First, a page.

Lingering Penalties: There’s only so much failed magic can do to hamper a creature that has successfully negated a spell. Many of the additional effects added below list “lingering” penalties. If a creature is suffering multiple lingering penalties to the same roll or value, only the highest of those penalties applies. Such penalties overlap–if you are taking a -3 lingering penalty to AC for 1 round and a -1 lingering penalty for 1 minute, you take the higher -3 penalty for the first round, then the remaining -1 penalty for the next 9 rounds.
This is also designed to prevent spellcasters from being able to cast low-level spells against the same foe over and over to stack up minor penalties until they are insurmountable. Much as casting a 1st-level damaging spell against a CR 9 foe may do a little damage and be of some use–but isn’t likely to be the major factor in a combat–casting a low-level save-negates spell against a high CR foe should, at best, have a modest effect on the combat.
The idea is for the player not to feel like their precious, limited resource was totally wasted, or that they might as well have fired their small arm (which might still miss, but ammunition is in much readier supply than spell slot–and that doesn’t feel very spellcaster-y).
Sample Lingering Effects
These are the spells from the Core Rulebook I consider most in need of modifications to increase their fun value without making spellcasters overpowered. If there’s demand for it, I might take a look at Armory and COM spells.
Baleful Polymorph: On a successful save the target suffers a -1 lingering penalty to attack rolls and damage for 1 minute. This increases to a -2 lingering penalty for spell level 4 and up.
Baleful Polymorph, mass: If only a single creature is targeted by the mass baleful polymorph, on a successful save the target suffers a -2 lingering penalty to attack rolls and damage for 1 minute.
Bestow Curse: On a successful save the creature suffers a -1 lingering penalty to saving throws for 1d4 rounds as the curse energy continues to try to bring it misfortune.
Charm Person: On a successful save for 1 round/level the target suffers a -2 lingering penalty to attacks and damage against you, and the save DC of any effect it forces you to save against is reduced by 2, as it struggles with feelings for trust and friendship it knows to be false.
Command: On a successful save the creature suffers a -1 lingering penalty to attacks and damage rolls for 1 round as it fights the foreign urge of the spell.
Command Undead: On a successful save the creature suffers a -2 lingering penalty to attack rolls against you for 1 minute as it fights the foreign urge of the spell.
Confusion: On a successful save a creature suffers a -1 lingering penalty to attacks and damage rolls for 1 round as it fights the foreign urge of the spell.
Confusion, lesser: On a successful save a creature suffers a -1 lingering penalty to attacks and damage rolls for 1 round as it fights the foreign urge of the spell.
Control Machines: On a successful save targets suffers a -1 lingering penalty to attack rolls against you for the spell’s duration, as they fight the foreign urges of the spell.
Control Undead: On a successful save targets suffers a -1 lingering penalty to attack rolls against you for the spell’s duration, as they fight the foreign urges of the spell.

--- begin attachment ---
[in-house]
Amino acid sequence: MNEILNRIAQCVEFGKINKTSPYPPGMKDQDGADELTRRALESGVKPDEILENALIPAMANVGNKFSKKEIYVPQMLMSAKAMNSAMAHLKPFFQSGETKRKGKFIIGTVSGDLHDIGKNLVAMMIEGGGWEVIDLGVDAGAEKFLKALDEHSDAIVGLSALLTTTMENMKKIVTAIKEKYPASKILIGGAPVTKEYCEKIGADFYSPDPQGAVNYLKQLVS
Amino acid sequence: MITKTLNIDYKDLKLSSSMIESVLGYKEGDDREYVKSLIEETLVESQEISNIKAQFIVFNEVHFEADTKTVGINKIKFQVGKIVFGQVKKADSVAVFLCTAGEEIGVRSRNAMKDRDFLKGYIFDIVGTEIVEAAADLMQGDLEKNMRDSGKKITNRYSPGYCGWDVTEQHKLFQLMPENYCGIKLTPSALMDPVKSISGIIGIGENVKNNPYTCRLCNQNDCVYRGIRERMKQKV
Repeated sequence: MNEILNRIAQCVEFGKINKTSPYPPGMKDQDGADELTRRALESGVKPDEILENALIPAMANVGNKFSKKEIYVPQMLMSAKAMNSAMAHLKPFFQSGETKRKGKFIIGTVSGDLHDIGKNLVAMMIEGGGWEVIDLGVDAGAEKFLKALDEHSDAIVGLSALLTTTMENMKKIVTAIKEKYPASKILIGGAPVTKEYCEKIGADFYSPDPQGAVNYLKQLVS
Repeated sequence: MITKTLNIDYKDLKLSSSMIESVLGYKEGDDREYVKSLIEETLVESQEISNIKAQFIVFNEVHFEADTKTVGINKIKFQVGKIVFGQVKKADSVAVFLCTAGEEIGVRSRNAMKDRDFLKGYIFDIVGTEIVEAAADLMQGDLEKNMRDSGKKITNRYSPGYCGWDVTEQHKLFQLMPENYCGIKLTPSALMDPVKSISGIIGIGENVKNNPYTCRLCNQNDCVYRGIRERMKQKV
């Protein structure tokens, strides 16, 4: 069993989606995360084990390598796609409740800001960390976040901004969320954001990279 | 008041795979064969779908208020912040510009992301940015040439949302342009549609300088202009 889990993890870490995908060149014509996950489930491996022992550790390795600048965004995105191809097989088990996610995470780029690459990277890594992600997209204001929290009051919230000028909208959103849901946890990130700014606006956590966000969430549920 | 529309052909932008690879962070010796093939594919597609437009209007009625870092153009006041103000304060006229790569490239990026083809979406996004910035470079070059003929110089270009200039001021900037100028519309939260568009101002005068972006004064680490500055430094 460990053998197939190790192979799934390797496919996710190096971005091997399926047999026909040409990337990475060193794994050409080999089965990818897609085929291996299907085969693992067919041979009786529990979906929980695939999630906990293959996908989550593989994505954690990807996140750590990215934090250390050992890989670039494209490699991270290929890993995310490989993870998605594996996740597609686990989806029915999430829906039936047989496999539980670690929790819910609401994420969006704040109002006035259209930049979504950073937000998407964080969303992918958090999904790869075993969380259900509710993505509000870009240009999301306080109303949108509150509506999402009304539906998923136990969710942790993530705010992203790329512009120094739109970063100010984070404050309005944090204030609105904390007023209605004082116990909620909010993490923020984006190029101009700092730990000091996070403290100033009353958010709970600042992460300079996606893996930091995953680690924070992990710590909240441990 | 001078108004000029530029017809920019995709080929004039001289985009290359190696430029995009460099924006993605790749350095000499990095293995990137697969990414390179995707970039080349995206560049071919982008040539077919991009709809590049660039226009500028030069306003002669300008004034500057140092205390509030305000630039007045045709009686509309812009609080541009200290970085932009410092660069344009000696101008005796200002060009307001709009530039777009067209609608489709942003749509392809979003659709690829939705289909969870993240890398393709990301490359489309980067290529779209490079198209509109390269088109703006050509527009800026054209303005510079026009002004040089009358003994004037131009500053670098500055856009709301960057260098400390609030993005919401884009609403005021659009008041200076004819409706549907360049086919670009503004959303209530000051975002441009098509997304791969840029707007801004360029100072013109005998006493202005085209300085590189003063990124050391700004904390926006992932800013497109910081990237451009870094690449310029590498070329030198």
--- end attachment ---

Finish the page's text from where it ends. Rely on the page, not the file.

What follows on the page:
Deep Slumber: On successful saves, targets take a -2 lingering penalty to Perception rolls and initiative checks for 1d4 rounds.
Detect Thoughts: If the target succeeds at its saving throw against this spell, you gain a +2 bonus to Perception and Sense Motive checks against it for the spell’s duration.
Directed Denial of Strength Attack: On a successful save, the creature suffers a -1 lingering penalty to all Strength- and -Dexterity based skill checks, and to its AC against combat maneuvers, for 1d4 rounds.
Discern Lies: If a target succeeds at its saving throw against this spell, you gain a +2 bonus to Perception and Sense Motive checks against it for the spell’s duration.
Discharge: On a successful save the target suffers a -1 lingering penalty to any attacks or damage for 1d4 rounds.
Dismissal: On a successful save the creature suffers a lingering penalty to attacks and damage rolls for 1d4 rounds as it fights the effort to force it off this plane. The penalty is equal to 1 + any bonus to the caster level check of spell you gain with the use of special materials.
Dominate Person: If the target saves against this spell, it is at a -2 lingering penalty to attack rolls and damage against you, and you gain a +2 bonus to Perception and Sense Motive checks against it, for the duration of the spell.
Fatigue: On a successful save, the target is affected for 1 round.
Feeblemind: On a successful save, the target takes a -4 lingering penalty to all Int- and Cha- based skills for 1 minute. If Int- or Cha- are its key ability scores, it’s spell and class feature save DCs take a -1 lingering penalty for the same time period.
Flesh to Stone: On a successful save the target’s move rate is halved as a lingering penalty, and it takes a -1 lingering penalty to AC, for 1d4 rounds.
Hold Person: On a successful saving throw, the target takes a -1 lingering penalty to attack rolls, initiative checks, and Dexterity-based skill checks for 1 round.
Mind Probe: If the target succeeds at its saving throw against this spell, you gain a +3 bonus to Perception and Sense Motive checks against it for the spell’s duration.
Overload Systems: On a successful save, the target is staggered for 1d4 rounds.
Rewire Flesh: On a successful saving throw, the target still takes 1d6 slashing damage per round (Fortitude half, as normal).
Rewire Flesh, mass: On a successful saving throw, a target still takes 1d6 slashing damage per round (Fortitude half, as normal).
Slow: If only a single creature is targeted by the slow, on a successful save it’s move rate is halved as a lingering penalty for 1d4 rounds.
Synaptic Pulse: On a successful save, a target is instead sickened for 1 round.
Suggestion: On a successful save the creature suffers a -1 lingering penalty to attack rolls and skill checks for 1d4 rounds as it fights the foreign urge of the spell.